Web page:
what is viable shelf life for latex paint ?


the paint specs if it makes a difference is ...
Behr latex semi-gloss Behr latex satin Behr latex bright white gloss trim paint ace flat ceiling paint
1, 2 ... 5 ... 7 ? years :} tia robb
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robb wrote:

how long is a piece of rope. it depends upon so many factors that no one can tell.
for example, if it freezes next week, the answer would be: one week.
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chaniarts wrote:

with partial cans that I found in basement, of several interior colors that had to be at least 7-8 years old, based on the rust and spider webs on the cans. Stirred up and went on well, dried to normal sheen with no problem. Stored inside in a semi-dry basement that never freezes, but seldom gets above 60 degrees, even in the hot part of summer.
Like the others (and previous threads) have said, biggest variable is how well can is sealed, and what temp conditions can is stored under. I was pleasantly surprised, figuring I would have to buy more, and thinking I would use the paint can lid as the sample for matching. -- aem sends...
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On 2/19/2010 6:35 PM, robb wrote:

No good answer. Depends on storage conditions and container. Cans often corrode through and leak or contaminate paint. I find best to store less than quart quantities in old Mason jars as glass is stabler than metal.
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as long as its a full can with no air and it doesnt freeze, until the can rusts through.
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On 2/19/2010 4:44 PM ransley spake thus:

True that. I've used latex paint 15 years old that worked like it was fresh. But I've seen frozen paint less than a year old that isn't good at all.
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The trick would be to put the paint in smaller new containers, but none of it will fully match even a year later, paint ages on walls and trim, dark colors lighten, some whites yellow and dust and cooking take a toll. I mixed alot of important new colors out in plastic peanut butter, mayonaise jars , anything that seals tight and wont break, and yes ive picked up cans and had the paint fall out from a rusty can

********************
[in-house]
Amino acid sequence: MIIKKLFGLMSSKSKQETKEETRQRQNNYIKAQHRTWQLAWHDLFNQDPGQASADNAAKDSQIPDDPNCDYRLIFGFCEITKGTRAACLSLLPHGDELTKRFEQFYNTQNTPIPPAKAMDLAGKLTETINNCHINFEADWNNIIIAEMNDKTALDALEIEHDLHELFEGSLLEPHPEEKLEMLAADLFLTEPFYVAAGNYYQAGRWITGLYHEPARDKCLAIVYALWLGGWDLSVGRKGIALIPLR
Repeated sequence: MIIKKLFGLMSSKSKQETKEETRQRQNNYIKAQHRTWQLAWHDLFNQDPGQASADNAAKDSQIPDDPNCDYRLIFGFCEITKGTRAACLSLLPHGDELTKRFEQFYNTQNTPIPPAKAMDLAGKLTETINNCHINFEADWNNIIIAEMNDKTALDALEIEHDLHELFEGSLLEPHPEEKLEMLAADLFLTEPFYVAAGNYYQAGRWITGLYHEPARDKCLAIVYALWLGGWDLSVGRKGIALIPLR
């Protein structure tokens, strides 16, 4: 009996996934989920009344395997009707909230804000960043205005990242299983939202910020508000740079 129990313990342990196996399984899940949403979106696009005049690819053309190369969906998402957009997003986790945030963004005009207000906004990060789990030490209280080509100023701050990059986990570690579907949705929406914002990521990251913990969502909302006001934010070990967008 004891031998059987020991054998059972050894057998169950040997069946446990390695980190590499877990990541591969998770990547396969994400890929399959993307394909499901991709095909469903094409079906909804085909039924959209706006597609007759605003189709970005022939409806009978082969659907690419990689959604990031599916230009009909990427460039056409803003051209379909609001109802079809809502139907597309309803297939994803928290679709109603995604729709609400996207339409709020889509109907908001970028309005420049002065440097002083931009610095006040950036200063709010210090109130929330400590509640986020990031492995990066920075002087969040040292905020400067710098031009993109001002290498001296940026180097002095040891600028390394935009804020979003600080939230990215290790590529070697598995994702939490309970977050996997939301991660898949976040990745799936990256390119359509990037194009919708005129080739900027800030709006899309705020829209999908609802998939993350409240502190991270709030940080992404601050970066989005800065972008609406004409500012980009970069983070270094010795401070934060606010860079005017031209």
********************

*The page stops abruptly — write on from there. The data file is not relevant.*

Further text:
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On 2/20/2010 5:09 AM ransley spake thus:

Bullshit.
I've used paint over 15 years old, stored very sloppily in a basement, to touch up a wall in a friend's living room. The spots I touched up are impossible to see.
Like others and I have said, it all depends.
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Bullshit? you must be blind and dumb, paint on walls ages, no paint can match after 15 years, unless your a complete hack without any sence of color
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On 2/22/2010 5:29 AM ransley spake thus:

Well, if I'm blind and dumb, then I guess my friends (the homeowners), their relatives and all their friends are as well. Everyone who's looked at that living room has not been able to see the places where it was touched up *at all*.
But then I guess you know better than the rest of us.
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I think so.
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It all depends on the color and the exposure. I've had some neutral colors that did not have a lot of exposure to sunlight still match reasonably well many years later.
A few of those 99c bottles of hobby paint at places like michaels are a good way to tint paint to match again for touchup.
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I've used ten year old paint to touch up spots and it's invisible even up close.
My painter told me to store paint cans upside-down, that way any skin that develops is at the bottom and not the top.
Be very, very sure you've put the lid on securely. I usually store it upside-down in a large bucket for a week to ensure it's not leaking.
Shaun Eli www.BrainChampagne.com
Copyright 2010 by Shaun Eli. All rights reserved.
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I have used paint stored for over 25 years. If stored properly it will last.
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plastic cans. I was trying to decide what cans to take to the 2-day paint recycle event
considering the responses ... I suppose it was a clever marketing attempt to generate more paint sales ?
robb
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